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A very first methane-reducing feed additive for cattle authorized in Canada

Natasha Kumar By Natasha Kumar Mar12,2024

Methane emissions from livestock represent 3.3% of greenhouse gases produced in Canada, according to Agriculture and Agri-Food Canada.

A first-ever methane-reducing feed additive for cattle authorized in Canada

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Bovaer can reduce methane production by 45% in beef cattle, according to the firm dsm-firmenich.

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A very first food additive intended to reduce methane production by cattle will enter the Canadian market in the coming weeks. This is the first product of its kind approved for use in Canada.

Currently, Bovaer powder supplement is authorized in almost 60 countries and, as of about a month ago, by the Canadian Food Inspection Agency.

According to the Swiss company dsm-firmenich, it can reduce the methane production of beef cattle by 45%, on average. For dairy cows, emissions can be reduced by 30%, it says on its website.

In 2021, the agricultural sector was responsible for 31% of total methane emissions in Canada, according to Environment and Climate Change Canada. Methane from cattle feed, called enteric methane, caused the majority of its emissions.

In one year, a dairy cow produces an amount of methane equivalent to the greenhouse gas emissions emitted by an average car that travels 20,000 kilometers.

A quote from Agriculture and Agri-Food Canada

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In Canada, researchers have been looking at enteric methane reduction for over 20 years. It was about ten years ago that the chemical compound 3NOP, the active ingredient in Bovaer, began to be studied.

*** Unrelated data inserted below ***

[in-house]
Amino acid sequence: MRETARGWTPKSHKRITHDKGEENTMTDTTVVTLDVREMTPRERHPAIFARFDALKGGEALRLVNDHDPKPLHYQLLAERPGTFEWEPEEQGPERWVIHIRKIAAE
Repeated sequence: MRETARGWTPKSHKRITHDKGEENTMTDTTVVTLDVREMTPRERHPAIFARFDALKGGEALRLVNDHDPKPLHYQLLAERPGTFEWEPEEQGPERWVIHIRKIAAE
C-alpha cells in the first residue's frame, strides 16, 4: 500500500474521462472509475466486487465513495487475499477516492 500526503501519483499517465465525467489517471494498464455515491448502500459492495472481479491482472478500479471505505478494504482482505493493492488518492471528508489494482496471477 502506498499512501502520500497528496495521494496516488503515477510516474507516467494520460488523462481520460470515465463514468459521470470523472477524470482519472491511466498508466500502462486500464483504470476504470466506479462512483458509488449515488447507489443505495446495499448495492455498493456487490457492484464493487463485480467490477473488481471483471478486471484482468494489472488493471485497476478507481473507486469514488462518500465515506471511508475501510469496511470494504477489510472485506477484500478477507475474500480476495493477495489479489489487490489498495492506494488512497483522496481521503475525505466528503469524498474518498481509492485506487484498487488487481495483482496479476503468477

In 2020, Karen Beauchemin, a researcher at Agriculture and Agri-Food Canada, worked with the federal agency's research station where, for two years, she tested Bovar on 15,000 beef cattle in Alberta.

For the ruminant feeding expert, the results of the study qualify the development of the feed additive as a truly revolutionary discovery.

We have always had the hypothesis that if we reduced methane emissions it would have a negative impact on feed digestibility, because methane is a way for the cow to remove excess hydrogen from the rumen [the first of the four stomachs of ruminants, Editor's note], explains Karen Beauchemin.

However, what we see is that there has other ways of using hydrogen that eliminate excess, reducing emissions by 30, 40, 50% without negative effects on the cow.

In all studies there was no negative impact on the digestibility of the food, except that in some cases we noted a slight improvement in digestibility.

A quote from Karen Beauchemin, Researcher, Agriculture and Agri-Food Canada

As the additive is rapidly metabolized by the cow, the chemical compound is degraded in the process digestive and is not found in milk or meat, as the researcher specifies.

Despite these promising results, Bovaer is not authorized in the United States at this time.